Many places are screening for COVID-19 by checking for fever. Experts say this is not really effective. ( Ben Nelms-CBC)

COVID-19: Temperature checks are inaccurate and ineffective. Why bother?

As governments, industries and society seeks ways to control and limit the spread of the virus, it’s becoming more clear that at least some of the various methods really aren’t worth the effort.

Many places, including Canadian airlines, will screen for fever from the virus before they allow you on the plane. The ‘Apple Store’ is also requiring temperature screening as are some other businesses.

Experts point out, however, that many people with the virus have no symptoms at all, including no elevated temperature, and so they will not be detected with the thermal imaging devices.

Just for show?

Dr. Isaac Bogoch, an infectious disease specialist with University Health Network in Toronto, is quoted by the CBC saying, testing for temperature is really just for optics–that is showing the public they’re doing something but that the usefulness in detecting COVID-19 is “actually pretty poor”.

The U.S Food and Drug Administration also points out limitations to temperature checks, noting on their website,  “some studies suggest that temperature measurements alone may miss more than half of infected people”.

Dr Theresa Tam, Canada’s top medical offical, said in May that temperature screening was ineffective, In June Prime Minister Trudeau said temperature screening at airports would become mandatory as “an added level of security’ ( Adrian Wyld- CP)

A Swiss study published in the Sept.-Oct. edition of the science journal Travel Medicine and Infectious Disease, bears the title, “ Body temperature screening to identify Sars-CoV-2 infected young adult travellers is ineffective”. (abstract here)

A study in July by the U.S Centres for Disease Control and Prevention (CDC) also showed that among a test sample of 164 patients who had COVID-19 and had symptoms, some 20 per cent did not have a fever 

High temperature readings can also be unrelated to COVID-19, such as having a typical flu, hepatitus, rheumatoid arthritis, some medications, a bad sunburn, and so on.  There’s also a known fact that individual body temperatures can vary, and vary at different times of the day.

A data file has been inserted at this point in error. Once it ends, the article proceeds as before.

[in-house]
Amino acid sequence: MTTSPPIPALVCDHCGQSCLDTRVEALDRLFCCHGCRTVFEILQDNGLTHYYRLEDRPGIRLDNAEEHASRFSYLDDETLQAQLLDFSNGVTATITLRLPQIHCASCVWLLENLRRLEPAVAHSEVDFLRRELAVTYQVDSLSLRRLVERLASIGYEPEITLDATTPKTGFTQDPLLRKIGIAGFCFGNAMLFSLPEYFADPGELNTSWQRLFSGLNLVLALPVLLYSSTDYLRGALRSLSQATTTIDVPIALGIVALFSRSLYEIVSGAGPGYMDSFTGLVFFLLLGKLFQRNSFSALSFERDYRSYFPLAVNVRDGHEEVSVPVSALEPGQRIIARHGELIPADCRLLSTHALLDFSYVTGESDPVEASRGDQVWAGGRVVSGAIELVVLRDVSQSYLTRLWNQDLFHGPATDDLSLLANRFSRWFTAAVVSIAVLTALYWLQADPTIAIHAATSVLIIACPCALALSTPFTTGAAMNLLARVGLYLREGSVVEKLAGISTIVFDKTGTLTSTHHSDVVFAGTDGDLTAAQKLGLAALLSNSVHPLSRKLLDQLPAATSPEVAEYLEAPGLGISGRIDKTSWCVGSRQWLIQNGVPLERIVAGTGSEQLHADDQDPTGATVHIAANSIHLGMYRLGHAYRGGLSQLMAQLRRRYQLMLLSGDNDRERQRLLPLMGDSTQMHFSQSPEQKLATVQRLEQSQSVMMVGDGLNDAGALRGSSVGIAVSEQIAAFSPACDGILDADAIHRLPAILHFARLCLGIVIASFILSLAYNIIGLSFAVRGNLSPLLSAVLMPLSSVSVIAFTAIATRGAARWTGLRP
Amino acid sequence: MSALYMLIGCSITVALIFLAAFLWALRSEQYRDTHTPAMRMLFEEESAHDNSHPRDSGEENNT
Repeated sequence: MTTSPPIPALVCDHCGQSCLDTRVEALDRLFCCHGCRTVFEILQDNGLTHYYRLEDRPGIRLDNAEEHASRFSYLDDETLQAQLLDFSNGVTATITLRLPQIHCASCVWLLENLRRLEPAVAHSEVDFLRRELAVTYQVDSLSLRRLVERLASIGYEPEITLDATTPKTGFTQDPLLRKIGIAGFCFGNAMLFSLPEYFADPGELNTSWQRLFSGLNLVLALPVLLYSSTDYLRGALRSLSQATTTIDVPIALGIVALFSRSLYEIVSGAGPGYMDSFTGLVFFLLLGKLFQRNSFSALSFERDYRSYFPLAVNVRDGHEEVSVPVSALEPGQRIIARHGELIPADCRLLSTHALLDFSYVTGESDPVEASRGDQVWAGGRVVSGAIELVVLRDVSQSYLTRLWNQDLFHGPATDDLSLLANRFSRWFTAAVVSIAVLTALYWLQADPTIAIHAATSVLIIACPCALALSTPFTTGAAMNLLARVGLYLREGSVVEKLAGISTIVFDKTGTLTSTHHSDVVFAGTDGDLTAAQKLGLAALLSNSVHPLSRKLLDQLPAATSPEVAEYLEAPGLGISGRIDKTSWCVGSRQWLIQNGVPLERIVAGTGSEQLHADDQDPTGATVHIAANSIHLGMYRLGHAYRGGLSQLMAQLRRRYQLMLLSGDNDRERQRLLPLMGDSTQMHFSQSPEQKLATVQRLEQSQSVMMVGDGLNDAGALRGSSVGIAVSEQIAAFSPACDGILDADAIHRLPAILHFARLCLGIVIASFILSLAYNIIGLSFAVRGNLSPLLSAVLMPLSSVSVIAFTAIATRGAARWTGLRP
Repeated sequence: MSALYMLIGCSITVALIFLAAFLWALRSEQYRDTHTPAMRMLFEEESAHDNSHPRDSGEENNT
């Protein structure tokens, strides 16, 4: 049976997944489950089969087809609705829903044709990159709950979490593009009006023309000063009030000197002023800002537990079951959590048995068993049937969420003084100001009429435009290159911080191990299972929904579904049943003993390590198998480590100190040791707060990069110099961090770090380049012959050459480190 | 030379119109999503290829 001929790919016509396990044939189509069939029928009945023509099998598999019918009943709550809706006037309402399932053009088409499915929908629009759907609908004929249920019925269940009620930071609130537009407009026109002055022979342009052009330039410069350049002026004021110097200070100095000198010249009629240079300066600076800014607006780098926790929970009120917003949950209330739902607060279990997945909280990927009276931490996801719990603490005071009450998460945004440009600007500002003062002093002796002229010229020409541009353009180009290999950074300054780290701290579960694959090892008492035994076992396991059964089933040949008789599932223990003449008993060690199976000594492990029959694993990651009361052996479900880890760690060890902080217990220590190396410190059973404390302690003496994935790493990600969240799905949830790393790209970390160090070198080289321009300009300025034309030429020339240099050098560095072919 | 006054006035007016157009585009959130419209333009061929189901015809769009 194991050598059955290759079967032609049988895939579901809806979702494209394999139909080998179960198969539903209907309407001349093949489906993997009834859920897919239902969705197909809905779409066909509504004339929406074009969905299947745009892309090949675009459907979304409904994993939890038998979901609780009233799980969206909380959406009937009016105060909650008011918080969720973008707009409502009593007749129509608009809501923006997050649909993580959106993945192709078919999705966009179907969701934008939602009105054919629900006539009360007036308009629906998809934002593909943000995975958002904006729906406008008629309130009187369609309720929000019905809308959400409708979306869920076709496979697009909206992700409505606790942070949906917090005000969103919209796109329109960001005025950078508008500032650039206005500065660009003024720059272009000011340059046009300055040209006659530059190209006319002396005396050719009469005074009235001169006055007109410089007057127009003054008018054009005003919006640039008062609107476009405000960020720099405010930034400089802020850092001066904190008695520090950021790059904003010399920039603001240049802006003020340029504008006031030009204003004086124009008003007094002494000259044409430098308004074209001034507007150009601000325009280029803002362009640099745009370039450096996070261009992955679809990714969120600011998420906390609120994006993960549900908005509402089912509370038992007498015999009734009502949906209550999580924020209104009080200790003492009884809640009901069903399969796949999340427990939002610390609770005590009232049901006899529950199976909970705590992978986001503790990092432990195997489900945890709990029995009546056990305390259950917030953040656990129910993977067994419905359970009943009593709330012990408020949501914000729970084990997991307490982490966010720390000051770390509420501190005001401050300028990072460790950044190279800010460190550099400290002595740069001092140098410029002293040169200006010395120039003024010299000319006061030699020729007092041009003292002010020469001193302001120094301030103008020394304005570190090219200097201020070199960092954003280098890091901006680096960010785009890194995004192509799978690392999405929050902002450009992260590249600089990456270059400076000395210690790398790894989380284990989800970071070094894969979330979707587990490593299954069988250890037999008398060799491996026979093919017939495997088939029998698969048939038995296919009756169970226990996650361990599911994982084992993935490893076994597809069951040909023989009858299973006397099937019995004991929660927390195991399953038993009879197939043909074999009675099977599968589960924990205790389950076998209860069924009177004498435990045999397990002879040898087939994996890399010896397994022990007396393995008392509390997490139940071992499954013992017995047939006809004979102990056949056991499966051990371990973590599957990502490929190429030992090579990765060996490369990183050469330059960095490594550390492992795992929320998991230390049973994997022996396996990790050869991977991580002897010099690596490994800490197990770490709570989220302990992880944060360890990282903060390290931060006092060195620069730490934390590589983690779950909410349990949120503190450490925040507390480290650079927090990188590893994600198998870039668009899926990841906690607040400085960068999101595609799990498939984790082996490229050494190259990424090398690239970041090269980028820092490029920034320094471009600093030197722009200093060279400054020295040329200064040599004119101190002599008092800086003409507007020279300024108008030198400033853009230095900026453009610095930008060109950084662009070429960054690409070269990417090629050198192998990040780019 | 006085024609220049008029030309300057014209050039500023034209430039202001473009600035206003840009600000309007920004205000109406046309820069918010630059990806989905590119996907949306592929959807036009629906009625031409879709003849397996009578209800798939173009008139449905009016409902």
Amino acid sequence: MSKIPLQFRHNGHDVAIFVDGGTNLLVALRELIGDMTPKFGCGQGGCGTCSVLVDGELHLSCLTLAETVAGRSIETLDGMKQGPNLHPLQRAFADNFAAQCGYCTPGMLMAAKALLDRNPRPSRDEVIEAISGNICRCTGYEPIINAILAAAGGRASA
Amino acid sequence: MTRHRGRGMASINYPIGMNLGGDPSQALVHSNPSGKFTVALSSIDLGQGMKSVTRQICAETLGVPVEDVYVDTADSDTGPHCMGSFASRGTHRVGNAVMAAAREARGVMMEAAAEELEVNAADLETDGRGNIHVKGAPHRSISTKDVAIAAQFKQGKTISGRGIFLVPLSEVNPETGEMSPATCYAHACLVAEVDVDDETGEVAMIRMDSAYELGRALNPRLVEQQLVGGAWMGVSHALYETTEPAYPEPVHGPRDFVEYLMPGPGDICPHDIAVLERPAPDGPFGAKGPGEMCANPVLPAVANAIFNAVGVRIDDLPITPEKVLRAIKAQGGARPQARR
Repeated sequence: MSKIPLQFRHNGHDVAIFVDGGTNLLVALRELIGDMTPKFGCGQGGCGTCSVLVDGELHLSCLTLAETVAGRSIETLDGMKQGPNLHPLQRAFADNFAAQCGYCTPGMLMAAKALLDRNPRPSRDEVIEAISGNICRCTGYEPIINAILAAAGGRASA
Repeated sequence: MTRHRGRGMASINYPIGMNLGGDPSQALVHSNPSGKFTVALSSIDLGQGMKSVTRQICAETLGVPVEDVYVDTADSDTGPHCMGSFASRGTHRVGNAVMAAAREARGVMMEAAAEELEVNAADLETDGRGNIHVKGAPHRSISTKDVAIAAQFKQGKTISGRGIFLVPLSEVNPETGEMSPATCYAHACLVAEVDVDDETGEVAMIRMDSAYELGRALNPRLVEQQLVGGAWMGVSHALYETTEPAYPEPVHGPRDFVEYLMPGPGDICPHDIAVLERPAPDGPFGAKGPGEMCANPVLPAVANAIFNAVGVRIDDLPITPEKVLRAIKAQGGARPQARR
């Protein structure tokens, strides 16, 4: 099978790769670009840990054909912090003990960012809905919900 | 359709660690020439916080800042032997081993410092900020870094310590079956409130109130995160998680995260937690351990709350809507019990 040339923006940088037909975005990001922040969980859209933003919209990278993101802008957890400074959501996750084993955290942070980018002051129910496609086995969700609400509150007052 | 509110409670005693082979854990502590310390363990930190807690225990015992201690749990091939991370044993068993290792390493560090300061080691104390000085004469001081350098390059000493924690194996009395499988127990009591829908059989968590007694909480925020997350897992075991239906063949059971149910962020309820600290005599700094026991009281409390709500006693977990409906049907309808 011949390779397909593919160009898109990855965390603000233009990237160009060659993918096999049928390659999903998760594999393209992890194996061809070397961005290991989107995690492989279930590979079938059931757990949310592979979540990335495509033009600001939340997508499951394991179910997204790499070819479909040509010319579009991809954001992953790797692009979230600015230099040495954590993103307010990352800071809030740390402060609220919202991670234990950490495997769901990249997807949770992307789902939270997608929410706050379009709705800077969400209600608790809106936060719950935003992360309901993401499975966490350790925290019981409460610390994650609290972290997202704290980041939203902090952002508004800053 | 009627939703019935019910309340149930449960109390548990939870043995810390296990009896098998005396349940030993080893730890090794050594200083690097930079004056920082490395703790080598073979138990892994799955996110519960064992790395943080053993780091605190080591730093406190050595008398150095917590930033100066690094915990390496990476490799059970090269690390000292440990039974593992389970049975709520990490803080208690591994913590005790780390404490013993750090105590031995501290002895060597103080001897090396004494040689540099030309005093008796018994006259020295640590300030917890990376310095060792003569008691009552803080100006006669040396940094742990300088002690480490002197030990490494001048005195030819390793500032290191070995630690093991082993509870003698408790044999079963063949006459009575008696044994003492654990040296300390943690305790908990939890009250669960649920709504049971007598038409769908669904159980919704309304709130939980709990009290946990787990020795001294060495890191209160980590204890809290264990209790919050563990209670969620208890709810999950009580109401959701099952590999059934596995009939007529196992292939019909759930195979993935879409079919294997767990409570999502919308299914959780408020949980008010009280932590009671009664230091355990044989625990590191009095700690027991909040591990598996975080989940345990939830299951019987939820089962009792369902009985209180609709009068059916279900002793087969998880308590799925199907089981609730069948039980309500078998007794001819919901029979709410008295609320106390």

An airport employee checks the temperature of a Romanian seasonal worker outside the international airport in Cluj, central Romania, on April 9, 2020. Many airlines and businesses including those in Canada are performing temperature checks. Medical experts say if you do have a fever you can easily fool the checks simply by taking Tylenol or other fever reducing drugs thus rendering the tests even more ineffective (Raul Stef/Associated Press)

Colin Furness, an infectious disease epidemiologist with the University of Toronto, echoes those sentiments. Quoted by Global News this week he said, ” as a screening tool it’s not effective at all”, adding that if you had a fever and wanted to fool the temperture screening to get on a plane for example it would be fairly easy to do, “you take a Tylenol and you’ll glide right past that temperature check”,

Furness also suggests that wearing gloves is not a worthwhile idea either as the virus is not absorbed through the skin adding, “There’s an obsession there that we have around touch, and it’s out of proportion to where the COVID risk is.”   Thus, the excessive disinfecting of surfaces is not really accomplishing much, while handwashing however would reduce risks.

Experts also say masks can be effective at reducing the spread but are really only needed when in a dense crowd and generally not needed outdoors where any virus is  disersed by air currents.

So as to why we continue with ineffective temperature checks, disinfecting surfaces and wearing gloves?

Partly because these were methods used early in the pandemic before much was known about transmission and “old” habits are hard to break, according to Stephen Hoption Cann, an epidemiologist and clinical professor at the University of British Columbia.

Also cited by Global News, Steven Taylor, a professor and clinical psychologist at UBC, reiterates the psychological effect of excess cleaning and temperature checks noting that governments and businesses want to be seen as doing something demonstrable adding that such measure are “not going to have much of an impact on the spread of infection, but it can make people feel calmer”.

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